When it comes to serving schools across rural America, it’s important to remember that no two rural communities are alike. From the remote fishing villages in Alaska, to the sugar maple towns of Vermont, to the American Indian reservations in Montana, America’s rural communities are incredibly diverse. Nationwide, rural America contains over 70 percent of our landmass, one-third of our schools, and 59 million Americans, according to the 2010 Census. In addition to the need for the same educational opportunities as urban and suburban students, we recognize the unique challenges faced by many, if not most rural students: high rates of childhood poverty, limited health care, fewer career opportunities, isolation from basic services, as well as schools that don’t have the necessary transportation, technology, teachers, courses, and resources to provide students with a truly 21st century education they deserve.
Understanding the diversity of rural schools across our country was made clear in a conversation earlier this month between Secretary King and leaders of rural education advocacy organizations about the struggles rural schools face. As part of our commitment to ensuring equity and excellence for every student in the implementation of this new law, the Department of Education (ED) is committed to understanding how best to meet the needs of rural stakeholders. We are focused on making sure that the voice of rural education is heard and taken into account as we develop policies, priorities, and program initiatives under The Every Student Succeeds Act (ESSA) and throughout the Department.
This initial dialogue will continue over the next few months with ED hosting listening sessions (virtually and in-person) in rural locations across the country to hear the concerns of those in our rural areas. The feedback received in these sessions will inform us as we conduct a rurally-focused review of the Department, as required under Title V of ESSA. Our review will consider how the Department currently solicits and receives input, and addresses the needs of rural schools in our programs, policies, and organizational structure. We will identify actions ED can take to increase participation of rural schools in our policy-making efforts, and better serve rural schools in the future. The listening sessions will help ensure that our review includes specific recommendations from actual rural voices: the people who know the needs of rural schools better than anyone else.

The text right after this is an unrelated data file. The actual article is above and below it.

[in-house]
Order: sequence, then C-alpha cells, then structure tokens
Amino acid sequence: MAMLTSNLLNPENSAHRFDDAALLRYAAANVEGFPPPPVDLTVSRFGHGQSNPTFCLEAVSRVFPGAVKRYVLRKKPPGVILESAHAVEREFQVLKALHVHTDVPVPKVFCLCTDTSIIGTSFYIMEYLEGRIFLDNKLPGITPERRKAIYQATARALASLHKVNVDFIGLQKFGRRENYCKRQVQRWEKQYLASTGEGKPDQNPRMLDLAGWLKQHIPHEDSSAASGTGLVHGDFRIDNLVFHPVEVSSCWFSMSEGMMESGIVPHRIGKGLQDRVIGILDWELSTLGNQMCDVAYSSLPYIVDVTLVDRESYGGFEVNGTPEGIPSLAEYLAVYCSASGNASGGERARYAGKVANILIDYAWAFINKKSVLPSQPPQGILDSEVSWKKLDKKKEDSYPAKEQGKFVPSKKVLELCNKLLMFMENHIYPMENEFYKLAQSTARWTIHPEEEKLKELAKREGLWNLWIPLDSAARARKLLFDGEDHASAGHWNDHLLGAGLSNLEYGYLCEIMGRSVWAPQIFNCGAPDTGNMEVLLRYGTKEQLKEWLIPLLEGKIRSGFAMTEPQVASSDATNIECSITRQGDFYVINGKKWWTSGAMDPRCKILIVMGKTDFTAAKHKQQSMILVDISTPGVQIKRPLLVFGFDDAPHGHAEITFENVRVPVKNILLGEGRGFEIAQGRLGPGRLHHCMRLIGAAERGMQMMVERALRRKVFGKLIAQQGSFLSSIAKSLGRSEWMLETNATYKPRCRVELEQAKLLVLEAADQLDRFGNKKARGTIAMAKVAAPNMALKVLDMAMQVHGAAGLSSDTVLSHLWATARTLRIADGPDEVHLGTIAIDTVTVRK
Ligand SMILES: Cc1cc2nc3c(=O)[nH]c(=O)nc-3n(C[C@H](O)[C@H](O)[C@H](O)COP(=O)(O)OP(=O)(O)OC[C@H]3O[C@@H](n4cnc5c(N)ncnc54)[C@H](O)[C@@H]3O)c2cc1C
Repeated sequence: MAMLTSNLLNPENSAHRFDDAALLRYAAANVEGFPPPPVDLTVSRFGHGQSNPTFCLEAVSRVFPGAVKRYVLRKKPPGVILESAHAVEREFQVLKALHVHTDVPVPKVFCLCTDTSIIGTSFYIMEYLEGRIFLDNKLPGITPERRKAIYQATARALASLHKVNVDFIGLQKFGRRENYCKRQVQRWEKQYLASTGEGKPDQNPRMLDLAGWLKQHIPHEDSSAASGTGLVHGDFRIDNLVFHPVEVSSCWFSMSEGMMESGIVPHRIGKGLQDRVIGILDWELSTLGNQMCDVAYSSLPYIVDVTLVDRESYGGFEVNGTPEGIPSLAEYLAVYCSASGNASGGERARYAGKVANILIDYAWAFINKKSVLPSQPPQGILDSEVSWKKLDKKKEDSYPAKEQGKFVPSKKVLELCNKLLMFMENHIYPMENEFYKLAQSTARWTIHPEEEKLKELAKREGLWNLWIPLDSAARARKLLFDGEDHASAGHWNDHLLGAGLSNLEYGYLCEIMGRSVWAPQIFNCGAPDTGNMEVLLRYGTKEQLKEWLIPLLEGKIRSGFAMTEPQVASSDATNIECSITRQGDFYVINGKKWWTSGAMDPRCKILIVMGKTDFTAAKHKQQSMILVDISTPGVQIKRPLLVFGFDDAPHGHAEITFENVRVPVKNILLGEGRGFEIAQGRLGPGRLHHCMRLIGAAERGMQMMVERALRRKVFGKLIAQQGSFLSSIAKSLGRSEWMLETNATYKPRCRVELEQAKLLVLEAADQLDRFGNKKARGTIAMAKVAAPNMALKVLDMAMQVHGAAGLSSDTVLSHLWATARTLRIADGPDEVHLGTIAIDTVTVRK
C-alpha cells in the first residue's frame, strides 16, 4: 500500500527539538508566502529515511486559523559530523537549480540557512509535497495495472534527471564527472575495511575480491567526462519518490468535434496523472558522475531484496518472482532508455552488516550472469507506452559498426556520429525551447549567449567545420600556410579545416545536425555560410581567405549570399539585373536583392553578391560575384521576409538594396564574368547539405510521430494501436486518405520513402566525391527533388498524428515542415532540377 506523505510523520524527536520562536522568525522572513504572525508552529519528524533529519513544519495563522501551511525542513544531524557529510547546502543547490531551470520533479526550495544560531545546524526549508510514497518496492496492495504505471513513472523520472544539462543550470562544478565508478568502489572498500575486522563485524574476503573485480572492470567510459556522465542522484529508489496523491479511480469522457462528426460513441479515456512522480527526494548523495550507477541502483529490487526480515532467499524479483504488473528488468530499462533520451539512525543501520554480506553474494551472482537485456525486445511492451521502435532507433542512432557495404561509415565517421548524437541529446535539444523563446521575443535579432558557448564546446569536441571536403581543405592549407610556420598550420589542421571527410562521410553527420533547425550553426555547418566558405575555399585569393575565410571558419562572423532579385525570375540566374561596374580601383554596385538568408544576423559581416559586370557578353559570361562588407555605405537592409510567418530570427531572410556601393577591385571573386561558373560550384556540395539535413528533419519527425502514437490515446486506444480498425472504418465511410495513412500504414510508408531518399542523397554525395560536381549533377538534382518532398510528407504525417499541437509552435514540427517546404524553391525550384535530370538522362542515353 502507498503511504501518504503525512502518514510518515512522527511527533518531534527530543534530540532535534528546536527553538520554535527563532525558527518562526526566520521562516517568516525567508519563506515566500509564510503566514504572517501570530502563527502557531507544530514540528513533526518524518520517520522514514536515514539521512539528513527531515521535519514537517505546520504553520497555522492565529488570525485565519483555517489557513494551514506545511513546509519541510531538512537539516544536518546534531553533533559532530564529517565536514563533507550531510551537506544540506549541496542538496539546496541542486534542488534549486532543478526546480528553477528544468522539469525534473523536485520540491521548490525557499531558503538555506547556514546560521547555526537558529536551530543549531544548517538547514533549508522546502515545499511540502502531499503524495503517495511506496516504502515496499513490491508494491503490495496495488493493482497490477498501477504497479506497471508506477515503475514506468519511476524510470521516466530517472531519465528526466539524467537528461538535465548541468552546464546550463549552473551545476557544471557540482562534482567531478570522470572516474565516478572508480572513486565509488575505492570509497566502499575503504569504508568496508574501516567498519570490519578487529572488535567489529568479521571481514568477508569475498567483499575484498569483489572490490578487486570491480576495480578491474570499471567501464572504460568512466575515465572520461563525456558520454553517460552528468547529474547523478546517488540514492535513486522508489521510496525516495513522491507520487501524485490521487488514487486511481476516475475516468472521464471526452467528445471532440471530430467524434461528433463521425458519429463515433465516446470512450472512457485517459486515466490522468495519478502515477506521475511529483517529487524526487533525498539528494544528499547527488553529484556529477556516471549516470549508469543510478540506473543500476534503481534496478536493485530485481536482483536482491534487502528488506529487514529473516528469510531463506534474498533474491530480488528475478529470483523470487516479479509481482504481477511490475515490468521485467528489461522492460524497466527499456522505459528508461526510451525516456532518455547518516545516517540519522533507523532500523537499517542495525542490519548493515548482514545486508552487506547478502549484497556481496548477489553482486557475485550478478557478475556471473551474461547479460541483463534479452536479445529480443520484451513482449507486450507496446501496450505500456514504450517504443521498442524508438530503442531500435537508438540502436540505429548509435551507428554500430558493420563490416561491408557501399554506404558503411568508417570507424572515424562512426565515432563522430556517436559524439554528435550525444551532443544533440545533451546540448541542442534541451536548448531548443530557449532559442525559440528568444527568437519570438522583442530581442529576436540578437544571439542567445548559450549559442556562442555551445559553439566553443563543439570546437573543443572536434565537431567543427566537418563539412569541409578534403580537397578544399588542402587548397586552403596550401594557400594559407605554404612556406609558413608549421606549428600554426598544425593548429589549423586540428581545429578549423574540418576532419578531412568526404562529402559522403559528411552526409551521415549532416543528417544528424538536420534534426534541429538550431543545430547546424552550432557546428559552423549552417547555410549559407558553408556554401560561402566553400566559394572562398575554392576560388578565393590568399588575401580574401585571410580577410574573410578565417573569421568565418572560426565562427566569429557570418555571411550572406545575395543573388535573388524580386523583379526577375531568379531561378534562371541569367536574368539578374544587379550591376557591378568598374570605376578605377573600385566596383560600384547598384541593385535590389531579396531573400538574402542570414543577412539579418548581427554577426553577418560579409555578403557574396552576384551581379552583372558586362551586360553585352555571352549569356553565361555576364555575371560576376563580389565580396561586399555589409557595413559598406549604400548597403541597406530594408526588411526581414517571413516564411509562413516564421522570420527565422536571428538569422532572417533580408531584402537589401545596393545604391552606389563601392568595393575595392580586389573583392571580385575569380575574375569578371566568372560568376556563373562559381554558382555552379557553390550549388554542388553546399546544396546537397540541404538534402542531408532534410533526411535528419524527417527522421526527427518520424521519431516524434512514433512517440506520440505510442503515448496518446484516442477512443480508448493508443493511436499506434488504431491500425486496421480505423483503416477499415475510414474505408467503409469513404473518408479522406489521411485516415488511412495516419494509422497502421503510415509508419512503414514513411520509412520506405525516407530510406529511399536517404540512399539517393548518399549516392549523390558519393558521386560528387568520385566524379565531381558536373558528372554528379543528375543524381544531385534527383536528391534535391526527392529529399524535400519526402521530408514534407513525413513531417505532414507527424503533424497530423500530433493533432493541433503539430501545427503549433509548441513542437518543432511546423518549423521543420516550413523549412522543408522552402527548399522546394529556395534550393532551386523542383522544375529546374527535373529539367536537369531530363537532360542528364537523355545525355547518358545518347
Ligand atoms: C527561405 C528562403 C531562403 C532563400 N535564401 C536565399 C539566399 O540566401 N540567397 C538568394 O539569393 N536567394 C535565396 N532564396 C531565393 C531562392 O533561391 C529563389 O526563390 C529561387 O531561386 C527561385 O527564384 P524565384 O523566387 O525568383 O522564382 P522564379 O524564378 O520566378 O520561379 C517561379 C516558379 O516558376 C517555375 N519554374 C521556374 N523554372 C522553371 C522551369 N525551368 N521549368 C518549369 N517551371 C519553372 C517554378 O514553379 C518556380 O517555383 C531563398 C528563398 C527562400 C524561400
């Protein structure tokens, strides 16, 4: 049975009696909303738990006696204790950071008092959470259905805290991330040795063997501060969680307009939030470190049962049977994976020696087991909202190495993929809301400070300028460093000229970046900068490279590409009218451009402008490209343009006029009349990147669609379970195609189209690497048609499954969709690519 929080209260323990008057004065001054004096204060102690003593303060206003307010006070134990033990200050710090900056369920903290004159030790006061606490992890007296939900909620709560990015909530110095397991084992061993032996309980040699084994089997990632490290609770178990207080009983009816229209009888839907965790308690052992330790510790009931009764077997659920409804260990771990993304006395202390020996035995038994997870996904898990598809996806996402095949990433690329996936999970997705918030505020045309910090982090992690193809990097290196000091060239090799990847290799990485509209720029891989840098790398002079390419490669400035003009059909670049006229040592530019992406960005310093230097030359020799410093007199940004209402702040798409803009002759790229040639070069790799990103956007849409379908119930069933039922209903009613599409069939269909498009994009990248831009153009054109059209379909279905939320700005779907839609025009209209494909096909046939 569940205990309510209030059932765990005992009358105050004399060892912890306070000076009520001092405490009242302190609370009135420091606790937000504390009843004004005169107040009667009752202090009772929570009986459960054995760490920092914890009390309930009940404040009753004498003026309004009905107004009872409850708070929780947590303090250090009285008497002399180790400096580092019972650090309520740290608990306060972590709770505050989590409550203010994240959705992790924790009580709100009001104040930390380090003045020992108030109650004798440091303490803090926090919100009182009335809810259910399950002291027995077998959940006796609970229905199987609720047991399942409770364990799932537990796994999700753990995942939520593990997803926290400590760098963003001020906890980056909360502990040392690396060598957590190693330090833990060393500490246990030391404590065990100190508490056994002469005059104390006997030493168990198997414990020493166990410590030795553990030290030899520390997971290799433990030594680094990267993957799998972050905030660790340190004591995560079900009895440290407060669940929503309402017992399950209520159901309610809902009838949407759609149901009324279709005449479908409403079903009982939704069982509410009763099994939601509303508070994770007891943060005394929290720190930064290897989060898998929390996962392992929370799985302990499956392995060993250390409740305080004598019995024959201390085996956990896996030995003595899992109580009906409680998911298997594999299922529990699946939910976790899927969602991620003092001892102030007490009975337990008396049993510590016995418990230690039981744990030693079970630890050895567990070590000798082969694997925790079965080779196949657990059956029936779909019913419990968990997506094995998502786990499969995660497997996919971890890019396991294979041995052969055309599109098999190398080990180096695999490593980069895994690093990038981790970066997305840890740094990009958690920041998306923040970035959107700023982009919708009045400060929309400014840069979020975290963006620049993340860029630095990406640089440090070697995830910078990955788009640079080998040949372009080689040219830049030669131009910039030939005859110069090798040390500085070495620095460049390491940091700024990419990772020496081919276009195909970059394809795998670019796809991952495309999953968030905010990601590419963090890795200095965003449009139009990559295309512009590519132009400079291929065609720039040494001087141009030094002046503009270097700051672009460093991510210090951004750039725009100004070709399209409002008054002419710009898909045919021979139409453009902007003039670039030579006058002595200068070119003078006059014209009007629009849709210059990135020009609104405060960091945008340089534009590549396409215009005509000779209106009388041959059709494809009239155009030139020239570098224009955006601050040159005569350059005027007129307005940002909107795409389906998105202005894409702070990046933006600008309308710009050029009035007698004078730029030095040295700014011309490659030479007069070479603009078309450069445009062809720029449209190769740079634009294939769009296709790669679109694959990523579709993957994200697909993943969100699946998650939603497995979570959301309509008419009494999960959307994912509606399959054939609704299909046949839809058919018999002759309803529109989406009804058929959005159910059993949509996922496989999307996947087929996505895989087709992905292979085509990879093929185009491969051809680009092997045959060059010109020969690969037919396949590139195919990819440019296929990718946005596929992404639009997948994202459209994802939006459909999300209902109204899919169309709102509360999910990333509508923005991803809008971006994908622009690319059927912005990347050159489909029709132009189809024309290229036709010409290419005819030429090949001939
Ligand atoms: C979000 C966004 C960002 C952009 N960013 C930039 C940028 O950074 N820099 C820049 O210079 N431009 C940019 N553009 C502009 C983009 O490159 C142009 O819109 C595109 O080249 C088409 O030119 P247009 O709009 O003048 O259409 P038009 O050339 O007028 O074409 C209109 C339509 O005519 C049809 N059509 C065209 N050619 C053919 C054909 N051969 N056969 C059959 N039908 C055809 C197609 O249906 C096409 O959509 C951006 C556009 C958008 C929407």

We recognize that certain obstacles can stop rural districts from fully utilizing federal resources, or applying for grants that can help students succeed. Rural communities face diverse and unique challenges, and are not always well-served by traditional education systems and processes. We heard that the lack of a common definition of “rural” contributes to the confusion about which communities and school districts are eligible for federal funds available across multiple agencies. Rural schools often lack dedicated staff to simply apply for grants, even those that contain specific rural priorities. We acknowledge that simplifying applications and collaborating with other federal agencies to streamline the process for schools is critical to increasing participation and buy-in from our rural communities.
We greatly appreciate the efforts of rural advocates in Washington, DC and across the country who have already met and spoken with us about these issues. We look forward to continuing the conversation, and welcome any and all feedback.
If you are interested in sharing input or hearing more about our efforts to engage rural communities, please feel free to contact us at: Rural@ed.gov.
Lucy Johnson is Deputy Assistant Secretary for Rural Outreach at the U.S. Department of Education.
A trim hiker in black shorts and a blue sleeveless shirt stands atop a mountain, her arms raised in victory. This image literally headlines Eva Gregg’s digital eWolf portfolio. That’s her in the picture.
“I am a hiker!” she says emphatically to a small group of Alaska Native elders and community workers. “This is important to me. At one time, I weighed 252 pounds.” Later in her portfolio, she writes, “I never thought in all my life that I would be conquering mountains….”
In fact, Wolverine Peak, a 10-mile hike that takes Eva eight hours, is her favorite endeavor. But highly popular Flat Top eluded her for a long time. The last steep section to the summit terrified her, she said. Yet, after watching two disabled hikers and a toddler skitter up, she managed it. “There are no excuses,” she says, laughing heartily.